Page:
PHILIPPINE JURISPRUDENCE – FULL TEXT
The Lawphil Project - Arellano Law Foundation
G.R. No. xgrno             September xdate, 2008
Republic of the Philippines
This is a Petition for Certiorari, Prohibition and Mandamus, with prayer for the issuance of a writ of preliminary injunction under Rule 65 of the Rules of Court. It was directly filed with this Court assailing the Resolutions dated May 10, 20021 and July 31, 20022 of the Regional Trial Court (RTC), Branch 108, Pasay City, which denied the appearance of the plaintiff Ferdinand A. Cruz, herein petitioner, as party litigant, and the refusal of the public respondent, Judge Priscilla Mijares, to voluntarily inhibit herself from trying the case. No writ of preliminary injunction was issued by this Court.
On March 5, 2002, Ferdinand A. Cruz (petitioner) sought permission to enter his appearance for and on his behalf, before the RTC, Branch 108, Pasay City, as the plaintiff in Civil Case No. 01-0410, for Abatement of Nuisance. Petitioner, a fourth year law student, anchors his claim on Section 34 of Rule 138 of the Rules of Court3 that a non-lawyer may appear before any court and conduct his litigation personally.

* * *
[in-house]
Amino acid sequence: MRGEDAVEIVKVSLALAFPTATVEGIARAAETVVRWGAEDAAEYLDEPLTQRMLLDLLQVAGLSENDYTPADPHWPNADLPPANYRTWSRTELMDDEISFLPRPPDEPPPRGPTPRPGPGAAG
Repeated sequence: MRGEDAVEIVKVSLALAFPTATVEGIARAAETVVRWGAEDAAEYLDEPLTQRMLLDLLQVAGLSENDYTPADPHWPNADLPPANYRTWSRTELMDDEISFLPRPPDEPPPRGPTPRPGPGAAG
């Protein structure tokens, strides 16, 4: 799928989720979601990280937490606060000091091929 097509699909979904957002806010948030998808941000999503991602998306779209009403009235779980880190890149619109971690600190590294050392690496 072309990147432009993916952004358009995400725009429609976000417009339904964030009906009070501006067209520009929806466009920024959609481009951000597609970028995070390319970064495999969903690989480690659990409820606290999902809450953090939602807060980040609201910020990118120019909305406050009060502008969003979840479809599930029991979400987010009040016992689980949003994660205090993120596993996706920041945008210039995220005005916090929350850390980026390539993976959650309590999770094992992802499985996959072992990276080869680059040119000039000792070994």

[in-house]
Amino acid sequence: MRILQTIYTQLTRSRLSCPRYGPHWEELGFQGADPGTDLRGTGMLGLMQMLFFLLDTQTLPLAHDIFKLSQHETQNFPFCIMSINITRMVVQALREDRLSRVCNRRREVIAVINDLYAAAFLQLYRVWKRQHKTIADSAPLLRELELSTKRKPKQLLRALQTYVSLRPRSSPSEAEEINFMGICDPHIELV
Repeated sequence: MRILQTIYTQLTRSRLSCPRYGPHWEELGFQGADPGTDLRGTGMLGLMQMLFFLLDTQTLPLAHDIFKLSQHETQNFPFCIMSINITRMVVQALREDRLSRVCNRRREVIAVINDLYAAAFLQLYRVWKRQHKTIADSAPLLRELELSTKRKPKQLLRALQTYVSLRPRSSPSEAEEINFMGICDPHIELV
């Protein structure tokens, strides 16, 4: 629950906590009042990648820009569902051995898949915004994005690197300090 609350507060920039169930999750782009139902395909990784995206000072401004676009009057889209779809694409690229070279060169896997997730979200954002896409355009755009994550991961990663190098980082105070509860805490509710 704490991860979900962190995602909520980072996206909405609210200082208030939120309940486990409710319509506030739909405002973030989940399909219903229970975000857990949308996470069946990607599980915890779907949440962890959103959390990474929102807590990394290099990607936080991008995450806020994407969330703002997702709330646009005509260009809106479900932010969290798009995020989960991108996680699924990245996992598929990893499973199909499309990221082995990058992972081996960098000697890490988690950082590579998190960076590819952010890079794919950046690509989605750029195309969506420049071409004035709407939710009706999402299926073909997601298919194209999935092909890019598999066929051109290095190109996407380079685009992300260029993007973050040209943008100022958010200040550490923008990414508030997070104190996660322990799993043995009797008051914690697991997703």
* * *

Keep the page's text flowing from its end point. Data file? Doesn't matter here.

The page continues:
During the pre-trial, Judge Priscilla Mijares required the petitioner to secure a written permission from the Court Administrator before he could be allowed to appear as counsel for himself, a party-litigant. Atty. Stanley Cabrera, counsel for Benjamin Mina, Jr., filed a Motion to Dismiss instead of a pre-trial brief to which petitioner Cruz vehemently objected alleging that a Motion to Dismiss is not allowed after the Answer had been filed. Judge Mijares then remarked, "Hay naku, masama ‘yung marunong pa sa Huwes. Ok?" and proceeded to hear the pending Motion to Dismiss and calendared the next hearing on May 2, 2002.
On March 6, 2002, petitioner Cruz filed a Manifestation and Motion to Inhibit,4 praying for the voluntary inhibition of Judge Mijares. The Motion alleged that expected partiality on the part of the respondent judge in the conduct of the trial could be inferred from the contumacious remarks of Judge Mijares during the pre-trial. It asserts that the judge, in uttering an uncalled for remark, reflects a negative frame of mind, which engenders the belief that justice will not be served.5
In an Order6 dated April 19, 2002, Judge Mijares denied the motion for inhibition stating that throwing tenuous allegations of partiality based on the said remark is not enough to warrant her voluntary inhibition, considering that it was said even prior to the start of pre-trial. Petitioner filed a motion for reconsideration7 of the said order.